"Don't forget to drink."
That's what I kept telling Karen, the woman I rode with for the last 16 miles of Pelotonia Day 1.
You may be thinking, "Who's Karen? I thought you were riding with Robby 4." Well, I did ride with R4 for the first 25 miles.
Why don't I start at the beginning and take you through Pelotonia weekend 2015!
Our first stop when we arrived downtown was at check-in. The volunteers were very excited I was a 7 year rider.
Then it was Robby's turn to check-in. The volunteers were super excited for him since he was a first time rider. They cheered and rang cow bells, I whooped and hollered. Robby just turned and looked at me and gave me a half-open-eye look, as if to say, 'Really, dad?' Ah, to be a teenager.
We headed over to get our swag bags, which had some very nice swag this year: two shirts, sunscreen, and loads of coupons for free meals to local restaurants.
At the party outside, we saw John Looker. Looker has been battling cancer for years. The year he did the video for the Pelotonia opening ceremony he had stage 4 brain cancer and he still road the next day. Even as the cancer continues to spread through his body, he keeps fighting it and riding every year.
Yummy eats for dinner.
Opening ceremony was packed on Friday night.
My good friend and training buddy, Bob, picked us up Saturday morning.
Bob got a picture of us when he dropped us off downtown.
7:00 a.m. and some riders are at the start.
The first rest stop. Robby couldn't believe all the food!
After filling our bellies and water bottles, it was time to get back on the bike and keep moving.
Out on the road.
Half-way through our ride, Robby said, "I think I want to do the 50." I told him let's stick with the 25 this year, and next year we can plan on the 50. He felt so good on the ride and it was very easy for him. All the summer cross-country training really helped!
Claud and Skyler met us at the finish and after Robby ate some breakfast, I loaded his bike onto the car. Claud started to get a bit teary-eyed and thanked me again for riding and it must have been the sunlight in my eyes because they started to water a little bit too. I told her always for her, always.
As I left the finish line, I thought I would go over to the rest stop for riders who were going further that day. As I rolled up to the table, they were breaking down the tents. Seems all the riders had come in. Uh-oh, I thought, I better haul a** to get to New Albany so I can be sure to get some lunch before they close things there.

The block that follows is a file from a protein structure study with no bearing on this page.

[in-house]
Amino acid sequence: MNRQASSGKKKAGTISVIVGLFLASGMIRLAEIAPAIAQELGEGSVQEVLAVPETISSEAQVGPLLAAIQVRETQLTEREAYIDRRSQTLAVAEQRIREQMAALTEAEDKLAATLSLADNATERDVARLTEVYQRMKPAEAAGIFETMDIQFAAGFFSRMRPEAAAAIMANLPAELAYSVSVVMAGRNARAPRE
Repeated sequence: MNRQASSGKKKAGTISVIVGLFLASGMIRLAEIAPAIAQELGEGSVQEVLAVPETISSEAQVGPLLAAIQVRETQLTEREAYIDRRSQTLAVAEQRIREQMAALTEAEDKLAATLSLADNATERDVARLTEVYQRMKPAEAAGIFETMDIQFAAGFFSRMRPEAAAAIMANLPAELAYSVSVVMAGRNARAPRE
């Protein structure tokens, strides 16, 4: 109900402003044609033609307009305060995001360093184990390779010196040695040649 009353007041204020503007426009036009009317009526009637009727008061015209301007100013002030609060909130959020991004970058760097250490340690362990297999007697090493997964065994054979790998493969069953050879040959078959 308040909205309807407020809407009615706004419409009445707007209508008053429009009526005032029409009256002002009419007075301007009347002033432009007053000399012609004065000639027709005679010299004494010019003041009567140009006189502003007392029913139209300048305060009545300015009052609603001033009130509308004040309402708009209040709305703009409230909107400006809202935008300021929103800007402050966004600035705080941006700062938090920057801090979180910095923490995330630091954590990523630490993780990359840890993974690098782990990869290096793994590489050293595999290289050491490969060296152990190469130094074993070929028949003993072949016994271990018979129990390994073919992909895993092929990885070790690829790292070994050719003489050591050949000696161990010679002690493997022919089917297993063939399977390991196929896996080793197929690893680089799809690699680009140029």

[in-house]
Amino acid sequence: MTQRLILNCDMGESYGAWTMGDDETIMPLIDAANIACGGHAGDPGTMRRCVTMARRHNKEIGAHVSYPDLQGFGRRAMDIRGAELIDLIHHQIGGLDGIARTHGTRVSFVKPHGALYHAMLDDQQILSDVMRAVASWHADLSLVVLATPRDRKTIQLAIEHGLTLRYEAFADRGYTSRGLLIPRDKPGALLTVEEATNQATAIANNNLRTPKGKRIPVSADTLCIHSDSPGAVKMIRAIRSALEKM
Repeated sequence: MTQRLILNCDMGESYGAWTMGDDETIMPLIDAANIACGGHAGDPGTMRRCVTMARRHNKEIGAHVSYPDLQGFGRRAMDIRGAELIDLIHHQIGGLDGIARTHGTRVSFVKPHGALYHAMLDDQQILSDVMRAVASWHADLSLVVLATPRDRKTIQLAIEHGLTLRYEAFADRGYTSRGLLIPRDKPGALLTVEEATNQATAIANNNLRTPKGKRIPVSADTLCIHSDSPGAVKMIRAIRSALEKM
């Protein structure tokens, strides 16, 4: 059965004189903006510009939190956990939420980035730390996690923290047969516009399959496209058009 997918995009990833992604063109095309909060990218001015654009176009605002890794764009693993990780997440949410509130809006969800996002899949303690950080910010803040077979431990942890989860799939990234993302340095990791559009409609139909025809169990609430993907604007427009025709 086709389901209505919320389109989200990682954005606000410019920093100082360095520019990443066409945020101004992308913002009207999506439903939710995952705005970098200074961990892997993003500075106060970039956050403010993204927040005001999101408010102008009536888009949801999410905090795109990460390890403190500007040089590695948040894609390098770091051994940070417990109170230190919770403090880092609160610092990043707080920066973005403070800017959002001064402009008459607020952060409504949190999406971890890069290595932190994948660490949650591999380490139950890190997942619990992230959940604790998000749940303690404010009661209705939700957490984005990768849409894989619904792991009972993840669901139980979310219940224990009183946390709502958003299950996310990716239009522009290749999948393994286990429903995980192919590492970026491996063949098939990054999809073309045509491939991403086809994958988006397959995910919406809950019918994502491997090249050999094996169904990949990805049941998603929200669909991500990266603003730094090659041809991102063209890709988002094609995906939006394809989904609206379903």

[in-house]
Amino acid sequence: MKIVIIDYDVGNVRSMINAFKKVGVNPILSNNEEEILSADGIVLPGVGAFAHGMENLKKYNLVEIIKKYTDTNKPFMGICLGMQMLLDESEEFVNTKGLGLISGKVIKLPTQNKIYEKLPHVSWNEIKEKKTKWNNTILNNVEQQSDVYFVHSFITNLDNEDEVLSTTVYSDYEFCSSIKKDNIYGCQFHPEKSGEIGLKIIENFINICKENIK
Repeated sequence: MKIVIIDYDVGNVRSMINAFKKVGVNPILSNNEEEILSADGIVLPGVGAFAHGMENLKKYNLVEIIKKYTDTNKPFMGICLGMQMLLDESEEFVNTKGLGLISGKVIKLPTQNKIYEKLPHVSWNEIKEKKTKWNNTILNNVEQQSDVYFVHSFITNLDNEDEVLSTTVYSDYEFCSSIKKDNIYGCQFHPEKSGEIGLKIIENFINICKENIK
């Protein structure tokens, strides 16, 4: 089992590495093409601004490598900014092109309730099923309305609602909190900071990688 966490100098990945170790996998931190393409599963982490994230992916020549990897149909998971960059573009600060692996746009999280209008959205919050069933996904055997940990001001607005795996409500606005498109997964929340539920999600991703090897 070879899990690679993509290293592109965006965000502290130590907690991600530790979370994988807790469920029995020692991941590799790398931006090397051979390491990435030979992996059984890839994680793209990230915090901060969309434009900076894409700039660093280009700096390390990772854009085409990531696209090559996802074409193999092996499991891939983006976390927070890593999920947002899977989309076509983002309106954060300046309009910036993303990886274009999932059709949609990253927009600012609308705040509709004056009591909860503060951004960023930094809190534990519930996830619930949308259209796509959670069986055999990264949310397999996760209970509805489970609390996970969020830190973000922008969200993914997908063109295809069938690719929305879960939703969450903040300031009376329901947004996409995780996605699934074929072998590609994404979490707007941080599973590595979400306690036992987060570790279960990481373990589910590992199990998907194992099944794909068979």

I moved along at a pretty good clip and made it to lunch at Bob Evan's Headquarters. Usually this place is packed with riders, but I was one of the last ones to get there. There may have been 10 of us in total, but the volunteers made sure we got plenty to eat! I ate quickly and headed off to Granville at a pretty good clip because I wanted to get there before they closed that rest stop. I knew I was going to need more food and especially more water to get up Reynolds Road, the toughest climb of the day.
Granville rest stop. They still had plenty of homemade treats to snack on. There were now only a handful of us left to finish the last 35 miles. I asked about the next rest stop after Reynolds Road and the volunteers told me not to worry, the stop would be open with food and water.
I headed out, with the toughest climb of the day 17 miles away. Many people were at the intersection where the course splits - less hilly goes straight (although I've heard there is still a fair amount of climbing) and the Reynolds monster turns right. I always go right towards Reynolds. As I turned right, a woman next to me said, "Oh good, someone I can draft." (This means she would ride behind me and I would block the wind). She looked like a strong rider so I decided to push it a bit, but when I looked back a few minutes later she was not there. So I figured I was on my own for the rest of the day. No worries, I was enjoying the time on the bike, it was such a beautiful day to ride.